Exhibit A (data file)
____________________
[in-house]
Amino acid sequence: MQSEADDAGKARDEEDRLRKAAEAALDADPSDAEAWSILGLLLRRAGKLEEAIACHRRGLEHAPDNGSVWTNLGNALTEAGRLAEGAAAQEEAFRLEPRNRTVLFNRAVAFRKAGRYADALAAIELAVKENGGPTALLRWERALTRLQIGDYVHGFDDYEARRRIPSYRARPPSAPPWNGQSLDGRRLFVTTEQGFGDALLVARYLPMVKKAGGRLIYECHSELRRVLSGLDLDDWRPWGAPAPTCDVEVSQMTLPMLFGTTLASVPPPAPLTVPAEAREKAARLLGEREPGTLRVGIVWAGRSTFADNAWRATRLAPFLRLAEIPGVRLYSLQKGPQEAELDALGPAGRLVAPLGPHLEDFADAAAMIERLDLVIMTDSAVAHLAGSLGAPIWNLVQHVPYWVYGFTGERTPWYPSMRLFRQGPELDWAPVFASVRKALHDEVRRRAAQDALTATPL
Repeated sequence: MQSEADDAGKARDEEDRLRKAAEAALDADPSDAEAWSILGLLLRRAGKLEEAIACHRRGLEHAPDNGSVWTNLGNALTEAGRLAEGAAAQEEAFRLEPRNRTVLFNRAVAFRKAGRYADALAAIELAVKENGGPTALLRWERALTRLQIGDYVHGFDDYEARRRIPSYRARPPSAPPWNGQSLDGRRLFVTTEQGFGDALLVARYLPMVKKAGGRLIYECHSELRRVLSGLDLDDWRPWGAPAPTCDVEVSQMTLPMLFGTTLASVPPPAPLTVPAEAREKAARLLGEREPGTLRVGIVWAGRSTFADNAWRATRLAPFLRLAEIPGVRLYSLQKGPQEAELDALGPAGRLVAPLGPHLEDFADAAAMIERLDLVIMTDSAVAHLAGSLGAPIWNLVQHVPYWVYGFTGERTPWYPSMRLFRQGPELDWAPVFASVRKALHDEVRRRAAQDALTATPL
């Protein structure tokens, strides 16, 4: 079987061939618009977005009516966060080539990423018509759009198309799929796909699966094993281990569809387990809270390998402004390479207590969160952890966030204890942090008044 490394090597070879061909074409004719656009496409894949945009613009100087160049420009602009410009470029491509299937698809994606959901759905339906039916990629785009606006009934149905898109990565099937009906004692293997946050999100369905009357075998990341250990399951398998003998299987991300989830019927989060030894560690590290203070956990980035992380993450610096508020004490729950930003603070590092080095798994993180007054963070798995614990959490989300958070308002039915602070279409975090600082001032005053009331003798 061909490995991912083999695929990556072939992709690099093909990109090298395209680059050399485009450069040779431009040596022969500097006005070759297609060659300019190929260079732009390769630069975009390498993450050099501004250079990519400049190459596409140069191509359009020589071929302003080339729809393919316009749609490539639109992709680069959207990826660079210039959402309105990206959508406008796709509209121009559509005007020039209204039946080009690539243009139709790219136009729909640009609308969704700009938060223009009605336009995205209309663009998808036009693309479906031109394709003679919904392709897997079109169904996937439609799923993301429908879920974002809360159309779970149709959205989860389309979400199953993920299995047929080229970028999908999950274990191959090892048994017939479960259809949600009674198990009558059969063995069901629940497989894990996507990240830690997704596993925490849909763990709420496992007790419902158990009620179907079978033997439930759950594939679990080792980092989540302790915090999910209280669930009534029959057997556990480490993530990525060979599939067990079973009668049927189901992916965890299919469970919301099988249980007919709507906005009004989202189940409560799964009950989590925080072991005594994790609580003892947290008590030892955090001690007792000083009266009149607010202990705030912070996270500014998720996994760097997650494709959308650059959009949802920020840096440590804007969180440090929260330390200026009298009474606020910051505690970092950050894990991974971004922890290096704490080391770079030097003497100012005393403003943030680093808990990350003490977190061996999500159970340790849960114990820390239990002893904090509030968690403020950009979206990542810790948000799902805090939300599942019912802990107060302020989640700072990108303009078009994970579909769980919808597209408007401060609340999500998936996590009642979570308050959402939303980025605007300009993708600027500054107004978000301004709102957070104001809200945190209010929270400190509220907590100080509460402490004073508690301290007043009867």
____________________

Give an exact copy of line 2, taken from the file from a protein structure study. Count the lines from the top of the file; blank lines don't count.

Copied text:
Amino acid sequence: MQSEADDAGKARDEEDRLRKAAEAALDADPSDAEAWSILGLLLRRAGKLEEAIACHRRGLEHAPDNGSVWTNLGNALTEAGRLAEGAAAQEEAFRLEPRNRTVLFNRAVAFRKAGRYADALAAIELAVKENGGPTALLRWERALTRLQIGDYVHGFDDYEARRRIPSYRARPPSAPPWNGQSLDGRRLFVTTEQGFGDALLVARYLPMVKKAGGRLIYECHSELRRVLSGLDLDDWRPWGAPAPTCDVEVSQMTLPMLFGTTLASVPPPAPLTVPAEAREKAARLLGEREPGTLRVGIVWAGRSTFADNAWRATRLAPFLRLAEIPGVRLYSLQKGPQEAELDALGPAGRLVAPLGPHLEDFADAAAMIERLDLVIMTDSAVAHLAGSLGAPIWNLVQHVPYWVYGFTGERTPWYPSMRLFRQGPELDWAPVFASVRKALHDEVRRRAAQDALTATPL